Gutenberg or Elementor?

The Gutenberg block editor has been with us for a while, but WordPress 5.9 introduced Full Site Editing with Gutenberg. That means you can now edit the header and footer areas of your site (theme permitting) as well as the contents of your posts and pages. That is huge and means that Gutenberg is starting to compete with the most popular page builder and site design tool, Elementor.

So what is Elementor?

Elementor is a plugin that can be used with any theme, and there are two versions. The free version is a page builder where you only have control over the post and page content (just like Gutenberg before WordPress 5.9). The paid version of Elementor includes the page builder, but also adds the ability to design your own theme, kind of like the Full Site editor in Gutenberg 5.9x.

So what are the pros and cons of Elementor? Let's start with the cons.

While the free version is an amazing page builder and far better than Gutenberg, IMO, to get access to the theme builder, you need to buy the pro version and it's not cheap. If you just want a page builder, it is a great choice. So why would anyone buy the full version of Elementor now that Gutenberg can do full site editing?

There are a few reasons.

Firstly, Elementor is a seasoned, feature-rich product that has grown and developed over the years into an amazing tool. It has great support and a huge user-base. It gives you a much greater level of control over the design of your posts, pages and site compared to the Gutenberg Full Site editor. There are also a lot of developers creating plugins for the free and paid versions of Elementor to extend it even more. If you want to add some fancy design element to your site, Elementor can do it.

I would say that for a web designer, Elementor is a far better, more flexible product. However, if you just want to make a few tweaks here and there, Gutenberg is probably going to be all you need.

There is one thing you need to know if you are going the Gutenberg Full Site editing route. To use the Full Site Editor (FSE), you need to be using a FSE-enabled theme. If you have an established site using any theme released before 2022, chances are it won't be enabled for FSE, so Gutenberg will only behave as a page builder. At the time or writing this, the WordPress theme repository only has 59 themes that work with Full Site Editing. With that in mind, if you have an existing site using a theme you are happy with, chances are the Gutenberg full site editing features won't be available to you. If you want to do a complete redisgn of the site, then you need to switch to a FSE-enabled theme and start your design from scratch (you won't lose the content on your site, just the existing layout).

So what about Elementor? The paid version of Elementor would make updating your theme design easier, and you could do it in your own time without your site ever looking a mess. Your existing theme controls all aspect of your site design and layout, including fonts and colours. Elementor can respect all of that, until you decide you want to change something, and you can then let Elementor take of that as well.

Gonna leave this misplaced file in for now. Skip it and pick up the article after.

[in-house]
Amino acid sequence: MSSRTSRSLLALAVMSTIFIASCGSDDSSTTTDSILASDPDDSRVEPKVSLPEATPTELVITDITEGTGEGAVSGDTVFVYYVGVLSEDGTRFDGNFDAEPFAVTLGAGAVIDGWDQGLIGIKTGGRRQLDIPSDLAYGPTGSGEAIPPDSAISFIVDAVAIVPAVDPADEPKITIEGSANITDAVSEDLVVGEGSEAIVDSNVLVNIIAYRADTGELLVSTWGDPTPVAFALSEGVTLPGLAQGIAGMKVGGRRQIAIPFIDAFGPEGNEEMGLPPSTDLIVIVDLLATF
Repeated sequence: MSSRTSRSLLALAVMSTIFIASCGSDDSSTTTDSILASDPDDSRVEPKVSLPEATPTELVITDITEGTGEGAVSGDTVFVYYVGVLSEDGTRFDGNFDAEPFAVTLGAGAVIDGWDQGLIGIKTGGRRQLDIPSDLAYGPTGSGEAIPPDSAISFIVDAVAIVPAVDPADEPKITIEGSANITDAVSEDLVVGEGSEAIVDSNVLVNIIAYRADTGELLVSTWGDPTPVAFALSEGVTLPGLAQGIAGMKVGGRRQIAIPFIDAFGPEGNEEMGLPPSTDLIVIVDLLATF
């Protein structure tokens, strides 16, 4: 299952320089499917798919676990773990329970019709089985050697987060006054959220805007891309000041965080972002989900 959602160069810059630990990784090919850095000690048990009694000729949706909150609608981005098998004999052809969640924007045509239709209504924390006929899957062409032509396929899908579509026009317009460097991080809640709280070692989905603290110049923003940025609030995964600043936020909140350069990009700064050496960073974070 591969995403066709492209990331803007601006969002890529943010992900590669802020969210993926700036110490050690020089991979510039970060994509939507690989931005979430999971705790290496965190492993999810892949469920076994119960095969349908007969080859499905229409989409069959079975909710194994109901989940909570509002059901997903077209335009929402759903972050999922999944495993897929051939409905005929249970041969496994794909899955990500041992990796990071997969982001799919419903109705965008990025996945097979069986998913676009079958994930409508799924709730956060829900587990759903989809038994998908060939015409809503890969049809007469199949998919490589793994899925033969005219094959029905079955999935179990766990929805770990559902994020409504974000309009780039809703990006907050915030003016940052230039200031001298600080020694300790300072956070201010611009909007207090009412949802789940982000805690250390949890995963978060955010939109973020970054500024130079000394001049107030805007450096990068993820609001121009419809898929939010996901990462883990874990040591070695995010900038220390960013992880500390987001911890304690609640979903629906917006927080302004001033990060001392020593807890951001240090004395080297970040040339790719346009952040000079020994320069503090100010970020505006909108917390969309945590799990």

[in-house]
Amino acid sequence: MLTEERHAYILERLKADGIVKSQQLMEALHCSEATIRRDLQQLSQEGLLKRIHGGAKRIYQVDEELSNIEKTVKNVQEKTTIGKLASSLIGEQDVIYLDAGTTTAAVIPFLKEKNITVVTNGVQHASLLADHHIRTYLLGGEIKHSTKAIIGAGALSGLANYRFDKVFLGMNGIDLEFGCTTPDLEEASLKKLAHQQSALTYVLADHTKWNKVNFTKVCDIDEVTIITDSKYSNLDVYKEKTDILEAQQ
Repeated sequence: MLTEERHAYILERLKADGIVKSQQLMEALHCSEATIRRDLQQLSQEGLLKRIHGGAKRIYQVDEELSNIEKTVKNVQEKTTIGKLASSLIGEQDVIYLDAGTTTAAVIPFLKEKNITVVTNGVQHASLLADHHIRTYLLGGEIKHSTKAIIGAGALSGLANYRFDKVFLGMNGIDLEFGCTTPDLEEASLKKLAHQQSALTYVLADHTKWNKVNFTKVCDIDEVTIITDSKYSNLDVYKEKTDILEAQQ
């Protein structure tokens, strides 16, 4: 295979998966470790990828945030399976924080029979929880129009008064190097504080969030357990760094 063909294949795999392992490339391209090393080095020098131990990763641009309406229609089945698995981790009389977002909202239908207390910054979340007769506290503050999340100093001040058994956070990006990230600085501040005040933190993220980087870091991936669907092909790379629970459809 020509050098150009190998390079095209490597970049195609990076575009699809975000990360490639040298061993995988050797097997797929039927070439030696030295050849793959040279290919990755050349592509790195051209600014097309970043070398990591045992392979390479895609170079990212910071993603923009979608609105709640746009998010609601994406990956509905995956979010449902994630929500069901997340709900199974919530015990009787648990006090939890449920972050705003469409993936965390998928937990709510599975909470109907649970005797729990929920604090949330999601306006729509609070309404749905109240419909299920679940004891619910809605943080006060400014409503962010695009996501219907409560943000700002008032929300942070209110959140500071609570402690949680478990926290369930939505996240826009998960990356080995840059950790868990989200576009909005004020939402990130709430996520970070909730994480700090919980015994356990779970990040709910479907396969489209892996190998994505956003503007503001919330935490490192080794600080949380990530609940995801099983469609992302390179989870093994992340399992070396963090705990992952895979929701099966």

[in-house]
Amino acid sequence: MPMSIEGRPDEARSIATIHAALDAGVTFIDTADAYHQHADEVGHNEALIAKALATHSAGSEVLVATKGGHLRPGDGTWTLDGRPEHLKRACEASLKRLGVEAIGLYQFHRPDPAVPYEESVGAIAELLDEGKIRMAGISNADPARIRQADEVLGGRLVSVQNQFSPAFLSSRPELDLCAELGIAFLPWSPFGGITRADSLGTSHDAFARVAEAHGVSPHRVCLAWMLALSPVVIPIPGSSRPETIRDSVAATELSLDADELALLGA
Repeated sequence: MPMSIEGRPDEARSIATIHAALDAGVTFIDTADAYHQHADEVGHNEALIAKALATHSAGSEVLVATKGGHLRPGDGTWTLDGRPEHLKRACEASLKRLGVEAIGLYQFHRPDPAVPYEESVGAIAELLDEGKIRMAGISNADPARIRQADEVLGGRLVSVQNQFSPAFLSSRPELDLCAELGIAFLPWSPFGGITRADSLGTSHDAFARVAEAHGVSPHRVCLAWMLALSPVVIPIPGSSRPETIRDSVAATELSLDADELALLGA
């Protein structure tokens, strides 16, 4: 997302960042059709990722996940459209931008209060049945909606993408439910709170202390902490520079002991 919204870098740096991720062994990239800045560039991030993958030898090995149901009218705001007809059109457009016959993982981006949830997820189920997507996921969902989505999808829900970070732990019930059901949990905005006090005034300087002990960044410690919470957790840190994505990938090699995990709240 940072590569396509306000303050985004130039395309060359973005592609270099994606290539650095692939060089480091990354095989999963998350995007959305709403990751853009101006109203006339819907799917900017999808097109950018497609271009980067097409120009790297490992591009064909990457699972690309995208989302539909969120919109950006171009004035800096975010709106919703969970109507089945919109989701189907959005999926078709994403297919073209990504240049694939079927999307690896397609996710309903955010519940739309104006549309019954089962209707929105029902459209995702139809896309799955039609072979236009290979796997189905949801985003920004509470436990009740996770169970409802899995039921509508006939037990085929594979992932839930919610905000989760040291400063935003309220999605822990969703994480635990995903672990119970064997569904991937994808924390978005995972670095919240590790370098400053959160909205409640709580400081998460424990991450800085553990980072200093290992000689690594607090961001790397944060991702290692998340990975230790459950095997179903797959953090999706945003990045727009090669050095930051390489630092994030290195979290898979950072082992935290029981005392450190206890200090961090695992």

So how would you update a site to include full site editing, with Gutenberg or Elementor?

Let's look at Gutenberg first.

With Gutenberg, you'd need to switch your theme to a FSE-enabled theme like Twenty Twenty Two. When you do that, your site will lose all of it's current design. You'd need to go in and create templates for the header, the footer, posts, pages, archive pages, search page, etc. You'd be able to design all aspects of your site but until you complete all of these templates, your site will look a mess.

What about Elementor?

The first step is to install the Elementor plugin and then the Pro update. At this point, your site will look exactly the same as it did before.

You can then take your time to redesign your site.

Maybe start with the header and design that to get the exact look that you want. When you have completed your header design and you are happy with it, you can assign it to your site. At this point, your new header will replace the one being used by your theme. You might then look at redesigning your footer. When you have completed your new footer and you are happy with it, you can assign that to your site and it will be used instead of the footer created by your theme. You can then focus on other aspects of your site, like the layout of posts, pages, archive pages, etc. You only enable them when you are happy with your design, meaning your theme continues to do the hard work until you are ready. As you add more and more of your own design templates, the theme continues to take care of those aspects you have not yet worked on. All of this means that you can work at your own pace and while working on the updates, your site won't look a mess.

The other thing to consider is the maturity of these products. Elementor has been around for a long time and has matured into the most amazing site design tool. On the other hand, Gutenberg FSE is still a new product. As I write this, it's still in beta, meaning it has bugs to iron out.

In terms of flexibility and features, Elementor easily wins. But you can be sure that WordPress are working hard to turn the Gutenberg FSE into an Elementor killer. They are a long way from that at the moment, but as you'll know as a WordPress user, updates happen frequently so it is an exciting time for WordPress users.

So which should you use?

I am sure most professional developers will be using Elementor for some time yet. However, for the average webmaster who doesn't need pixel-level design control, Gutenberg may be enough for you now and it will only get better. Just remember that it is still a beta product and can crash or not work as expected. On the plus site, sites built with Gutenberg are likely to load faster than those using Elementor.

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